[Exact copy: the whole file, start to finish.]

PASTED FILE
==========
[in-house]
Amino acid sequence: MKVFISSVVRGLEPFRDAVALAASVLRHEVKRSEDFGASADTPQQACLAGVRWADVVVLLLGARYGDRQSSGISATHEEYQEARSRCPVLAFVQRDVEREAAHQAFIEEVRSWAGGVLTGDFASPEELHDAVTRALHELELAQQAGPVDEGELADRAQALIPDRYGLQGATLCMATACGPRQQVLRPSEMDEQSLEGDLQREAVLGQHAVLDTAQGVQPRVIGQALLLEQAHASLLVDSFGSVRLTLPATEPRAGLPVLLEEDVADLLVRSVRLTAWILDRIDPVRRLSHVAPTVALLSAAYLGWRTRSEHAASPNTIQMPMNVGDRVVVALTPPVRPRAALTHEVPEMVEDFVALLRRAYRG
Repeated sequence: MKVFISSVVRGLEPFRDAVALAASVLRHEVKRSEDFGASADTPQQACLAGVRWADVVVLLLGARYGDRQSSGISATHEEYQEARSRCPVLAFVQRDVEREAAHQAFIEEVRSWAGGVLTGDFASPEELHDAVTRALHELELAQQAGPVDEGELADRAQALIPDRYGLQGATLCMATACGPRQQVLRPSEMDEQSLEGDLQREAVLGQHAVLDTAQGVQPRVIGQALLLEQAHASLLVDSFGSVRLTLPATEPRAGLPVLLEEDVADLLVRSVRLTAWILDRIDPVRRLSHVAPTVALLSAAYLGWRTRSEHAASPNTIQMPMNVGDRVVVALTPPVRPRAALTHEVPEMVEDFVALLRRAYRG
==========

[in-house]
Amino acid sequence: MKVFISSVVRGLEPFRDAVALAASVLRHEVKRSEDFGASADTPQQACLAGVRWADVVVLLLGARYGDRQSSGISATHEEYQEARSRCPVLAFVQRDVEREAAHQAFIEEVRSWAGGVLTGDFASPEELHDAVTRALHELELAQQAGPVDEGELADRAQALIPDRYGLQGATLCMATACGPRQQVLRPSEMDEQSLEGDLQREAVLGQHAVLDTAQGVQPRVIGQALLLEQAHASLLVDSFGSVRLTLPATEPRAGLPVLLEEDVADLLVRSVRLTAWILDRIDPVRRLSHVAPTVALLSAAYLGWRTRSEHAASPNTIQMPMNVGDRVVVALTPPVRPRAALTHEVPEMVEDFVALLRRAYRG
Repeated sequence: MKVFISSVVRGLEPFRDAVALAASVLRHEVKRSEDFGASADTPQQACLAGVRWADVVVLLLGARYGDRQSSGISATHEEYQEARSRCPVLAFVQRDVEREAAHQAFIEEVRSWAGGVLTGDFASPEELHDAVTRALHELELAQQAGPVDEGELADRAQALIPDRYGLQGATLCMATACGPRQQVLRPSEMDEQSLEGDLQREAVLGQHAVLDTAQGVQPRVIGQALLLEQAHASLLVDSFGSVRLTLPATEPRAGLPVLLEEDVADLLVRSVRLTAWILDRIDPVRRLSHVAPTVALLSAAYLGWRTRSEHAASPNTIQMPMNVGDRVVVALTPPVRPRAALTHEVPEMVEDFVALLRRAYRG